Aardvaarkman

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medv4380 said:
We do see in frames. Here is a book for reference.
http://books.google.com/books?id=jzbUUL0xJAEC&pg=PA24#v=onepage&q&f=false
We see at about 15fps when you're talking about color. The Retina resets about ever 1/15th of a Second which is 15 frames per second. For some it's as low as 12 and others it could be a bit faster than 15..
Those aren't frames. Frames are photographic stills on a film reel. The human brain doesn't process things that way. And a 12-year-old book about film restoration is not an authoritative source for information about human perception. The book you refer to doesn't even have any citations for this claim, and it is a very basic text about film equipment, not a scientific text about how humans perceive motion.
 

medv4380

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Aardvaarkman said:
medv4380 said:
We do see in frames. Here is a book for reference.
http://books.google.com/books?id=jzbUUL0xJAEC&pg=PA24#v=onepage&q&f=false
We see at about 15fps when you're talking about color. The Retina resets about ever 1/15th of a Second which is 15 frames per second. For some it's as low as 12 and others it could be a bit faster than 15..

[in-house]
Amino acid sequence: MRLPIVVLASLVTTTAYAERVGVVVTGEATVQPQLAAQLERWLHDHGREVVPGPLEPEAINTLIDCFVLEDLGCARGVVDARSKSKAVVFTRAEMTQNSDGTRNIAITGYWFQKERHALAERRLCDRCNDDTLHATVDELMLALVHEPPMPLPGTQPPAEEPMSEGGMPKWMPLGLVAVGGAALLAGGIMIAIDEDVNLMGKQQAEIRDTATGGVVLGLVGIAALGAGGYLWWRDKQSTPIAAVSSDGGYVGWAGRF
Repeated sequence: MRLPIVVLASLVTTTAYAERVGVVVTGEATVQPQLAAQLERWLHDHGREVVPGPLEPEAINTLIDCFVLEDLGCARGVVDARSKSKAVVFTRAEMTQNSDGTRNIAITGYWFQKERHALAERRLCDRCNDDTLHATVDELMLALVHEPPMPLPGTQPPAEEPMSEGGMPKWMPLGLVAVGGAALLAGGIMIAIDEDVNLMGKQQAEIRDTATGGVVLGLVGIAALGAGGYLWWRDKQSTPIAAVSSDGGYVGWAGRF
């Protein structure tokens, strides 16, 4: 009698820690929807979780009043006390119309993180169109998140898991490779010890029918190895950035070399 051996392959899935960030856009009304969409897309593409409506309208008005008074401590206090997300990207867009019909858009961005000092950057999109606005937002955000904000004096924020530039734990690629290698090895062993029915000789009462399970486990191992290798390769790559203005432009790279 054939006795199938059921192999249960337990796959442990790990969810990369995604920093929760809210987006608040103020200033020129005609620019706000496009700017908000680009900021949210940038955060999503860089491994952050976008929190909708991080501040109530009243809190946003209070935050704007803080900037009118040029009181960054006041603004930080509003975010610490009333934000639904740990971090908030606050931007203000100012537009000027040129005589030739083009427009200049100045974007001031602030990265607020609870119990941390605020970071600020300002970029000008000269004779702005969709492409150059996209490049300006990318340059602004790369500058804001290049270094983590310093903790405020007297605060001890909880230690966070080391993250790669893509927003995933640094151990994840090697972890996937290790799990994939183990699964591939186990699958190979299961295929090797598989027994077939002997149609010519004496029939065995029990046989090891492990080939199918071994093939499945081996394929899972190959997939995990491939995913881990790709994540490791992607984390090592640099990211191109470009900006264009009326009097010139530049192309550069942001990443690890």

Those aren't frames. Frames are photographic stills on a film reel. The human brain doesn't process things that way.
The Image on your Retina is no different than a frame of film, and the fact that we can see it reset gives a clear indication of the maximum rate it take images at.
 

Aardvaarkman

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medv4380 said:
The Image on your Retina is no different than a frame of film, and the fact that we can see it reset gives a clear indication of the maximum rate it take images at.
It's very different than a frame on film. A frame on film captures a narrow field with specific boundaries. The human eye has more of an uneven field with detail at the center, and more peripheral vision, which tends to be sensitive to motion.

And what's your source for the idea that we can "see it reset"? f that were the case, wouldn't it indicate that we are capable of perceiving things beyond the supposed "frame rate"?
 

Twilight_guy